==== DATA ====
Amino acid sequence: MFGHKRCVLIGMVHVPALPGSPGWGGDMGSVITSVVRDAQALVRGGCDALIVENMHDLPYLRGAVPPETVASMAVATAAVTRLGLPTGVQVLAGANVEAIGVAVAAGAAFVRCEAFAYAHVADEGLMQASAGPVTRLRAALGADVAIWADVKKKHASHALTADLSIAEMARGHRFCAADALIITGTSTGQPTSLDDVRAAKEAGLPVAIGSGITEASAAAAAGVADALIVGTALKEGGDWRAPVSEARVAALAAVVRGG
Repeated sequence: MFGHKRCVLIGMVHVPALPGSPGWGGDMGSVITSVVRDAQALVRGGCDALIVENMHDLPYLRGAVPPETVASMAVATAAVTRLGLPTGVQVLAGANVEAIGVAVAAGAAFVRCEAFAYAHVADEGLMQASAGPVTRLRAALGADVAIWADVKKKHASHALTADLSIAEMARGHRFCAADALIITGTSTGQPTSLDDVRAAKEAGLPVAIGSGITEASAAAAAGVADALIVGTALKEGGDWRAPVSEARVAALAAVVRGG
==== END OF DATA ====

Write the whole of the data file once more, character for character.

Amino acid sequence: MFGHKRCVLIGMVHVPALPGSPGWGGDMGSVITSVVRDAQALVRGGCDALIVENMHDLPYLRGAVPPETVASMAVATAAVTRLGLPTGVQVLAGANVEAIGVAVAAGAAFVRCEAFAYAHVADEGLMQASAGPVTRLRAALGADVAIWADVKKKHASHALTADLSIAEMARGHRFCAADALIITGTSTGQPTSLDDVRAAKEAGLPVAIGSGITEASAAAAAGVADALIVGTALKEGGDWRAPVSEARVAALAAVVRGG
Repeated sequence: MFGHKRCVLIGMVHVPALPGSPGWGGDMGSVITSVVRDAQALVRGGCDALIVENMHDLPYLRGAVPPETVASMAVATAAVTRLGLPTGVQVLAGANVEAIGVAVAAGAAFVRCEAFAYAHVADEGLMQASAGPVTRLRAALGADVAIWADVKKKHASHALTADLSIAEMARGHRFCAADALIITGTSTGQPTSLDDVRAAKEAGLPVAIGSGITEASAAAAAGVADALIVGTALKEGGDWRAPVSEARVAALAAVVRGG